Relevance and sinking restaurant brands

Nation’s Restaurant News published this article about 5 brands facing trouble in 2017. It is a list of brands you could probably name if you’re familiar with the industry. In the article, Jonathan Maze cites traffic and cashflow as common problems among the group.

There is another common element among the brands listed and others that could have just have easily been added. Relevance. The way the brand fits into consumer’s lives. How they see the brand. The ways the use the brand. And it manifests in several ways.

Specific uses

Buffalo Wild Wings has done a fantastic job educating consumers that the brand is used for sports. Wings. Beer. Sports. Come here, watch sports. In effect, they spent millions to own a broad occasion. Much more common than a birthday, but still specific. Their ads and in store materials tell consumers ‘If it’s sports, be here.’

True, sports have become ubiquitous. But big sporting events are limited. But as ratings for the NFL have dipped, so have sales numbers at BDubs. And aligning wings with the event has also trained consumers that they only go there when they want wings, and that wings are all they are good for.

The brand has created a relevance problem by being so specific. They are relevant to a simple item, and an occasion the brand doesn’t own or control.

Brand fit

Ruby Tuesday has a wholly different challenge. It’s a brand that stands for nothing, despite many fits and starts over the past few years. RT latched onto updated Americana at a time when Americans lost site of Americana is. Though a national footprint, the brand never reached the national status of Casual Dining contemporaries TGIFridays or Applebee’s.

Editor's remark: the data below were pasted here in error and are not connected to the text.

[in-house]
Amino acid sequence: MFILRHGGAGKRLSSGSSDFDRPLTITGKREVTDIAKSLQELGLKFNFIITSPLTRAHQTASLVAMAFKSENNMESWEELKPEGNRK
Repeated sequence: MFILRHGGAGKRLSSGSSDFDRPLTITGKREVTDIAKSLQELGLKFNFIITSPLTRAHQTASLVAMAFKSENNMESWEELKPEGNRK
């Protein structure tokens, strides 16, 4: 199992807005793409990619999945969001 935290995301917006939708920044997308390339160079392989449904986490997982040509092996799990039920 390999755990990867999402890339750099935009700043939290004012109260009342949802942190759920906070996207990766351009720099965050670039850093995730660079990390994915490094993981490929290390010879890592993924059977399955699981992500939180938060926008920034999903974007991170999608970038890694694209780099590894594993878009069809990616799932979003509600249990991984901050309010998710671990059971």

When grasping at nostalgia, which is becoming more and more common, there has to be a memory to draw from. Chili’s is attempting to create a historic sense in its latest campaign featuring visuals and music from the 70’s, the time of its launch.

Part of Ruby Tuesday’s challenge is bigger than its brand. People don’t know how they feel about casual dining. The entire category is at risk in 2017. Fast Casual has capture many occasions with their combination of similar quality, more novel flavors, faster experience and lower cost. If there is a sit down meal to be had, suddenly Casual Dining brands like Ruby Tuesday are competing with local brands or independents with higher quality product and often competitive costs.

The brand has to tell consumers how it fits into their lives. Buffalo Wild Wings, despite its current challenge, has done a great job of being clear about the intended time for a visit. When is the best time to visit a Ruby Tuesday? That’s not quite as clear.

Don’t muddy the experience

Applebee’s also made the list after a huge disappointment. Facing the threat to Casual Dining, the brand correctly concluded that change was needed. They opted to combat Fast Casual by upgrading their food with hand cut steaks and installing grills. They were able to convince franchisees and stakeholders to make this leap.

It sounds like the beginning of a successful case study. But as you know, it’s not. Relevance is the reason why. Applebee’s, despite challenges in sales and traffic was still more often used than most of it’s Casual Dining contemporaries. People know how to use the brand, and they offered several successful day parts.

This is why steaks and gas failed to draw consumers. That’s not the experience they know the brand for. That’s not why they go there. Applebee’s is not a steak destination. Steak brands are known for steak first. Outback, Lone Star, Long Horn, Morton’s. A commitment to moving the perception of the brand to a legitimate place for steak is much more than installing grills.